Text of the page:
Kropotkin arranges a pickup with his trusted CEA colleague Don Masters, but Schaeffer is kidnapped again — this time by TPC (The Phone Company), a far more insidious organization than the FBR or KGB, which has been observing him throughout the film.

Taken to TPCs headquarters in New Jersey, he is introduced to the head of TPC (Pat Harrington, Jr.), who wants Dr. Schaefers help in carrying out their plan. TPC has developed a "modern electronic miracle", the Cerebrum Communicator (CC), a microelectronic device that can communicate wirelessly with any other CC in the world. Once implanted in the brain, the user need only think of the number of the person they wish to reach, and are instantly connected, thus eliminating the need for The Phone Companys massive and expensive-to-maintain wired infrastructure.

For this to work, every human being will be assigned a number instead of a name, and the CC prenatally implanted. Dr. Schaefer is "requested" to assist TPC by blackmailing the President into pushing through the required legislation.

Masters and Kropotkin use their superspy abilities to come to Schaefers rescue. They hand Schaefer an M16 rifle that Schaefer gleefully uses on The Phone Companys security staff. The three emerge victorious from the ensuing bloodbath, but months later, as Dr. Schaefer and his spy friends are enjoying a Christmas reunion, animatronic executives from TPC look on approvingly, while "Joy to the World" plays in the background.

The president s analyst 5 9 movie clip meet the quantrills 1967 hd


  • James Coburn as Dr. Sidney Schaefer
  • Godfrey Cambridge as Don Masters
  • Severn Darden as V.I. Kydor Kropotkin
  • Joan Delaney as Nan Butler
  • Pat Harrington, Jr. as Arlington Hewes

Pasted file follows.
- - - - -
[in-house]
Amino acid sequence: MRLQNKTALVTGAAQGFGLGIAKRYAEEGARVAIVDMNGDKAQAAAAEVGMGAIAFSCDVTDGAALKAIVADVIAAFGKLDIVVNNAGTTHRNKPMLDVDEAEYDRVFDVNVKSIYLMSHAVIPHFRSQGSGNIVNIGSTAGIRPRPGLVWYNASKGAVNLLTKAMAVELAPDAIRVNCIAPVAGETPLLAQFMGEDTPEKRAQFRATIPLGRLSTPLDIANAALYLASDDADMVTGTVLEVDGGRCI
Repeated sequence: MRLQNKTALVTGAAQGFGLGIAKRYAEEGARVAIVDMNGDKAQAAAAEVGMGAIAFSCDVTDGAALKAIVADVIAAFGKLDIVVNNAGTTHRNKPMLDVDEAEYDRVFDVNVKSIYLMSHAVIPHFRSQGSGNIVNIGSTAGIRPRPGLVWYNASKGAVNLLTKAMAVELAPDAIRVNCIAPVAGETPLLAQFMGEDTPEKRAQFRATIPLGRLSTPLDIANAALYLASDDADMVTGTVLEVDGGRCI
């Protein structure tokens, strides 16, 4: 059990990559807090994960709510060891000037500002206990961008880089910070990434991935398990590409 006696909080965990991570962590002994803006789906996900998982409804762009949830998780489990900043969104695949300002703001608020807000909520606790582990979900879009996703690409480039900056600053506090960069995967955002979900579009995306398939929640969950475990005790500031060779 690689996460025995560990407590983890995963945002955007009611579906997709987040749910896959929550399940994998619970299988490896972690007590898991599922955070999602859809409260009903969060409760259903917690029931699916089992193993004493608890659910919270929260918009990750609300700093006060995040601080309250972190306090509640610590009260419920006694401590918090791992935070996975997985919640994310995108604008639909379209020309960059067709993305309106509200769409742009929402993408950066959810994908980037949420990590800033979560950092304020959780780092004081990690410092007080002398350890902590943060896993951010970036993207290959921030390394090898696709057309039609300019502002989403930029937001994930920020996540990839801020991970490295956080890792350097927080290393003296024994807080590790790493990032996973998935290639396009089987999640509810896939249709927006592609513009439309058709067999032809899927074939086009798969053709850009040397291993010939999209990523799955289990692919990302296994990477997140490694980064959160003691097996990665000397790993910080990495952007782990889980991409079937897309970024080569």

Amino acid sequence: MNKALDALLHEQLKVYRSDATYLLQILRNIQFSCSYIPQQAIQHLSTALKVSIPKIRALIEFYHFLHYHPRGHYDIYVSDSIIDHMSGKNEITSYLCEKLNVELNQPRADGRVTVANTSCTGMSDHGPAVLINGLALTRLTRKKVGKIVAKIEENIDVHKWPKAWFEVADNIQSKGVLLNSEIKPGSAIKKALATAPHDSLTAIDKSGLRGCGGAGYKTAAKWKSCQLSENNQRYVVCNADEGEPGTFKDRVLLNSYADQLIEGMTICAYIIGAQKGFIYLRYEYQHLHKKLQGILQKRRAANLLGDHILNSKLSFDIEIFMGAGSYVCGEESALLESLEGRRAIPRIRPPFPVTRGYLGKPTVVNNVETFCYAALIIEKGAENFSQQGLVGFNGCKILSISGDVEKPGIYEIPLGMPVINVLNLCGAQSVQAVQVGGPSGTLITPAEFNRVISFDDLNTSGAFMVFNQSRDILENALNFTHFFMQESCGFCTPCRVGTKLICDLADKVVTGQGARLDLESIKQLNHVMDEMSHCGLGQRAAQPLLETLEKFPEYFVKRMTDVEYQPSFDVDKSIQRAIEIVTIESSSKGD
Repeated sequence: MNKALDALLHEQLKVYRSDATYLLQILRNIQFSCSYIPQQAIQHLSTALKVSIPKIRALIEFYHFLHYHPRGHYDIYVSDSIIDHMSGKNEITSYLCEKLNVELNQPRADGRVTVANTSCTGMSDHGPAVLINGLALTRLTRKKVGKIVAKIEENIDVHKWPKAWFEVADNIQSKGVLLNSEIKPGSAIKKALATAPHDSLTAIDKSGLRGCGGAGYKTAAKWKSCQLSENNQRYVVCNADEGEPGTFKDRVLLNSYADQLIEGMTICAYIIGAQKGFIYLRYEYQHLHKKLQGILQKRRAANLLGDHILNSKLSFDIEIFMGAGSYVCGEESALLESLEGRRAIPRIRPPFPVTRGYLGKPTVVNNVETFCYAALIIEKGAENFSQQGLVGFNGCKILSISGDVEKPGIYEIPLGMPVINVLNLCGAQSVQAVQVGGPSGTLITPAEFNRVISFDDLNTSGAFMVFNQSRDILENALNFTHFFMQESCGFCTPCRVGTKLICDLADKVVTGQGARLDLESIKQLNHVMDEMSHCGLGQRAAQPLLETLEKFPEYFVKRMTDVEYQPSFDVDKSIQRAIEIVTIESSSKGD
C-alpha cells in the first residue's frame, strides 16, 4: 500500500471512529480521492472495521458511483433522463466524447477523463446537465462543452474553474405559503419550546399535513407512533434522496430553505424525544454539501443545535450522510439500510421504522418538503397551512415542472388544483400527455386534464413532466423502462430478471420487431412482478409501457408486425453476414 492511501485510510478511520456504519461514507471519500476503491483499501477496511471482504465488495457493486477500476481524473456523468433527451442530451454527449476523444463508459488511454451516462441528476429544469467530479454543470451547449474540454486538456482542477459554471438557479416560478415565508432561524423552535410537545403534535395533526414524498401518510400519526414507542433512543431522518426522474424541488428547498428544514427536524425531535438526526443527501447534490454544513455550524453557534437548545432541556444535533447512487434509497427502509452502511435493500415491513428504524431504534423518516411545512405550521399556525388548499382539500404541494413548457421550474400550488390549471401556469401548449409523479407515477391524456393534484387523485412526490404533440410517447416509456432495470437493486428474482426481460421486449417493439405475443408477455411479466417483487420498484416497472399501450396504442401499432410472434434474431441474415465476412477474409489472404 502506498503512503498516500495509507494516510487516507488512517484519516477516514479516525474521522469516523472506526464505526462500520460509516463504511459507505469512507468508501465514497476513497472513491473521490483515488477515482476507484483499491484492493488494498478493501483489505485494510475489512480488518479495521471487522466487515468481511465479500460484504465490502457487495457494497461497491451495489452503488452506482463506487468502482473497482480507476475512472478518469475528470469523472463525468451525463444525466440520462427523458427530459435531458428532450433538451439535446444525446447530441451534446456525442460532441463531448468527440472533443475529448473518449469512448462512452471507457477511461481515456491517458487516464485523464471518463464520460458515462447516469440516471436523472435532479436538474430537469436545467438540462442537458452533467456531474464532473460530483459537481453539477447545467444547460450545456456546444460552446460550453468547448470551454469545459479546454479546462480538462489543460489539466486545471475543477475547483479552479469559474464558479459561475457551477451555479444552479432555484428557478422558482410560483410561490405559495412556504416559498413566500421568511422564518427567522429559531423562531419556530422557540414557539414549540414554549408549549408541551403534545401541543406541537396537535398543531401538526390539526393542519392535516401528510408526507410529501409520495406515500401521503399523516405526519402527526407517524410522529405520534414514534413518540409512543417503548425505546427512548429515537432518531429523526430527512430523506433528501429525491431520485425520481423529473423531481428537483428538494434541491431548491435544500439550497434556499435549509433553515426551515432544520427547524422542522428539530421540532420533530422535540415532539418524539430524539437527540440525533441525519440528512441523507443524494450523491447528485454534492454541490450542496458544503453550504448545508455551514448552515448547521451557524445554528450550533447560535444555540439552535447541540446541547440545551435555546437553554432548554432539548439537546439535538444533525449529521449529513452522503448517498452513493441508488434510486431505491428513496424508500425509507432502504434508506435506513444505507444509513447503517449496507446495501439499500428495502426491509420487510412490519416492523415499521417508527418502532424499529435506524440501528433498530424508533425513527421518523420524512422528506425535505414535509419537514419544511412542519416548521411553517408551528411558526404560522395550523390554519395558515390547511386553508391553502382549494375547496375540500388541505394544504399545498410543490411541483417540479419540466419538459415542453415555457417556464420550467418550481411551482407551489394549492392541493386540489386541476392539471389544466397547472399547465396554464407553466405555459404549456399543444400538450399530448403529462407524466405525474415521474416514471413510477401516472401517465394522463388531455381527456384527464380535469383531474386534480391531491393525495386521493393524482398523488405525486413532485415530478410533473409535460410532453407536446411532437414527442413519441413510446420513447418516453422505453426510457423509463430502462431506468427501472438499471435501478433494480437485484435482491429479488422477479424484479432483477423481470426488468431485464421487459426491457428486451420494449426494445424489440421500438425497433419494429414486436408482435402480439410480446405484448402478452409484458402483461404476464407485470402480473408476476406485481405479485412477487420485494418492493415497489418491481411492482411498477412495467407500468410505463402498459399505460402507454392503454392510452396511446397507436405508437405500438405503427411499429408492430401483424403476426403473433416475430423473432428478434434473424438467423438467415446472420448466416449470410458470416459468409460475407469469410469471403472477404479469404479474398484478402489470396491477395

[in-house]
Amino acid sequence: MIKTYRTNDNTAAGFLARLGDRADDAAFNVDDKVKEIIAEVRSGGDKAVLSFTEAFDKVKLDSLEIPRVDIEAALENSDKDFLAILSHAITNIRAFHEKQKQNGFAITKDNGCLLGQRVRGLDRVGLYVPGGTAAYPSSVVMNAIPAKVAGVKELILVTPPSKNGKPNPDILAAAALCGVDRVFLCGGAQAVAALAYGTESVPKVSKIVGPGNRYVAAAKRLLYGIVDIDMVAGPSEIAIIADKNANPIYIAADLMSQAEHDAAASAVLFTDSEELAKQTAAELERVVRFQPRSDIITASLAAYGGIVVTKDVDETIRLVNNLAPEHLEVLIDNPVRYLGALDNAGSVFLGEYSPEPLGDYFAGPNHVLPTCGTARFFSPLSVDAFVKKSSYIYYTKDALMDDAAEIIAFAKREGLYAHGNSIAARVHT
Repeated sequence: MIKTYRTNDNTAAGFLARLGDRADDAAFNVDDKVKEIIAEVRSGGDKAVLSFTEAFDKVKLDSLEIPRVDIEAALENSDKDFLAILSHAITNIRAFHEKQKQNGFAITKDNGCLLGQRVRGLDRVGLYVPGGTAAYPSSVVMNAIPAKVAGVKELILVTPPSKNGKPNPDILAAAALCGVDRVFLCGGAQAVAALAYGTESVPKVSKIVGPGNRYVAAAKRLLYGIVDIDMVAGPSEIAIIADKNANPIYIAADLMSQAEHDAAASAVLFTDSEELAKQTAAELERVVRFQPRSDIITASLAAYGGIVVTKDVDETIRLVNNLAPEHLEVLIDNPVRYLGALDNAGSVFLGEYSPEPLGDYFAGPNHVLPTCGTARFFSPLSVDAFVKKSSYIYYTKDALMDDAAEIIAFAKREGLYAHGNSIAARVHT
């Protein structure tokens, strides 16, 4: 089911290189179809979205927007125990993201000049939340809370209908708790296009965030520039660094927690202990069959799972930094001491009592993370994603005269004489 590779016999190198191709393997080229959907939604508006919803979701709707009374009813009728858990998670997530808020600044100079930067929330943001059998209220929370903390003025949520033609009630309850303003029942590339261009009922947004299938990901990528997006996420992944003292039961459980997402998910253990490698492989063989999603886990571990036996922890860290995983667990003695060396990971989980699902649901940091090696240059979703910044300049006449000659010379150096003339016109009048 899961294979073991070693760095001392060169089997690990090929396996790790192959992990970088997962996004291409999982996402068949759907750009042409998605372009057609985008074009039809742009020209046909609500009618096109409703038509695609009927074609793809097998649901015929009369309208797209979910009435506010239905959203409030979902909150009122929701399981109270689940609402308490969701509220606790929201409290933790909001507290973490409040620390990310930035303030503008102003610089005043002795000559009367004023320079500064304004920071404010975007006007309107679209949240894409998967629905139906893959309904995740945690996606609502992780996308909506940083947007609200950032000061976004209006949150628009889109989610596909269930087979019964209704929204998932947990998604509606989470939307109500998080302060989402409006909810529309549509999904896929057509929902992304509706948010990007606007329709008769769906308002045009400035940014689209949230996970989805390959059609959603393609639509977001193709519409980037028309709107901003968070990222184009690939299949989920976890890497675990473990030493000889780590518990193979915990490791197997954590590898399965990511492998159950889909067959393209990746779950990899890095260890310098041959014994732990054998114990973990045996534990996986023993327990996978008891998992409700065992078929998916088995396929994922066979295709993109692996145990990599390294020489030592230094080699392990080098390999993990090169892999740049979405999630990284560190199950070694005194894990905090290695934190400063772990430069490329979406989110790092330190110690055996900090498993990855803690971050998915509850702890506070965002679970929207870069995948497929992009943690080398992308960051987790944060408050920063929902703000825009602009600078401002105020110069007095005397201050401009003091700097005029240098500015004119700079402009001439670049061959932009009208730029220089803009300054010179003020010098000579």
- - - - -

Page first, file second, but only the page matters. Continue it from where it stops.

• Barry McGuire as Old Wrangler
  • Jill Banner as Snow White
  • Eduard Franz as Ethan Allan Cocket
  • Walter Burke as Henry Lux
  • Will Geer as Dr. Lee-Evans
  • William Daniels as Wynn Quantrill
  • Joan Darling as Jeff Quantrill
  • Sheldon Collins as Bing Quantrill
  • Arte Johnson as Sullivan
  • Martin Horsey as 1st Puddlian
  • Production

    James Coburn first met Theodore Flicker on the set of Charade where Flicker was visiting his friend screenwriter Peter Stone. Years later Flicker met Coburn at a Christmas party where he showed Coburn the script of the film that Flicker wished to direct. Coburn had just made Waterhole #3 for Paramount and showed the film to Robert Evans who loved it. A deal for production was made in five days. It was the first movie Evans greenlit as the head of Paramount.

    Evans claimed that during production of the film he was visited by FBI Special Agents who told him that the Bureau didnt want the film made due to the unflattering portrayal of the FBI. Evans refused, then when pressure came from his studio he changed the FBI to the FBR and CIA to CEA by redubbing the voice track. Evans believed that his telephone was monitored by the Bureau (or the phone company) from then on.

    The musical band of hippies led by McGuire was a Los Angeles rock group called Clear Light. They evolved from the band Brain Train and were just about to be signed to Elektra Records when they were cast in the film. They were, however, between vocalists (Cliff DeYoung joined them as singer after the film was made and was their lead singer on their sole album); McGuire played that part. The band only released one album and one single before breaking up, yet not only were they lucky enough to be cast in a film, but a few members actually had spoken lines. Reportedly, the role was originally offered to the Grateful Dead but they turned it down.

    The ship used by the Canadian Secret Service was John Waynes personal yacht, the Wild Goose.

    The Internet fax service The Phone Company took its name from this film.


    The film was a commercial failure, but received positive reviews from critics. It currently holds an 81% rating on Rotten Tomatoes based on 21 reviews.

    Deleted scenes

    Television prints and videocassette versions of the film were missing some songs written and performed by Barry McGuire, replacing them with generic instrumental music due to music copyright issues. The 2004 DVD release restores the songs.

    A scene missing from current editions of the film is where Dr. Schaefer meets his lover Nan seemingly randomly at a 1960s-style underground movie. Its a satire of the art films of the time and sets the audience up for the paranoia of discovering that shes actually a CEA agent. (A still from the missing scene can be seen at Roger Eberts site.)